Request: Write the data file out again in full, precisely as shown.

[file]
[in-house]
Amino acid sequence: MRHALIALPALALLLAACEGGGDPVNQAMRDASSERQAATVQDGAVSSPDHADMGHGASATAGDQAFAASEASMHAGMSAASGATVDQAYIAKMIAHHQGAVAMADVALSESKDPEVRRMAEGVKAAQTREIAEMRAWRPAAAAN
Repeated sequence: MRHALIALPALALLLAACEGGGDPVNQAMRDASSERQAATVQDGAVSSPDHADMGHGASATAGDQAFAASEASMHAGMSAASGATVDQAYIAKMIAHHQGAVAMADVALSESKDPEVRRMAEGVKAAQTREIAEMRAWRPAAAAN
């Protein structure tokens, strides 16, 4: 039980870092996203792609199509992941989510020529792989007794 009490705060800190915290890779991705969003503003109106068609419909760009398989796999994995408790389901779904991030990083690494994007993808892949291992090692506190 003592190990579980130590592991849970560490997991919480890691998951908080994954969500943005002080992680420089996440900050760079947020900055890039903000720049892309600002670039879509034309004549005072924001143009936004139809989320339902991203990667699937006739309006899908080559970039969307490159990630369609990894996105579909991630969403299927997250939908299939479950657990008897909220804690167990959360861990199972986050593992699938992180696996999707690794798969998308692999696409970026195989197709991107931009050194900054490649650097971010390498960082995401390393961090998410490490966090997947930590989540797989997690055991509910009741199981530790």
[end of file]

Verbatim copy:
[in-house]
Amino acid sequence: MRHALIALPALALLLAACEGGGDPVNQAMRDASSERQAATVQDGAVSSPDHADMGHGASATAGDQAFAASEASMHAGMSAASGATVDQAYIAKMIAHHQGAVAMADVALSESKDPEVRRMAEGVKAAQTREIAEMRAWRPAAAAN
Repeated sequence: MRHALIALPALALLLAACEGGGDPVNQAMRDASSERQAATVQDGAVSSPDHADMGHGASATAGDQAFAASEASMHAGMSAASGATVDQAYIAKMIAHHQGAVAMADVALSESKDPEVRRMAEGVKAAQTREIAEMRAWRPAAAAN
């Protein structure tokens, strides 16, 4: 039980870092996203792609199509992941989510020529792989007794 009490705060800190915290890779991705969003503003109106068609419909760009398989796999994995408790389901779904991030990083690494994007993808892949291992090692506190 003592190990579980130590592991849970560490997991919480890691998951908080994954969500943005002080992680420089996440900050760079947020900055890039903000720049892309600002670039879509034309004549005072924001143009936004139809989320339902991203990667699937006739309006899908080559970039969307490159990630369609990894996105579909991630969403299927997250939908299939479950657990008897909220804690167990959360861990199972986050593992699938992180696996999707690794798969998308692999696409970026195989197709991107931009050194900054490649650097971010390498960082995401390393961090998410490490966090997947930590989540797989997690055991509910009741199981530790």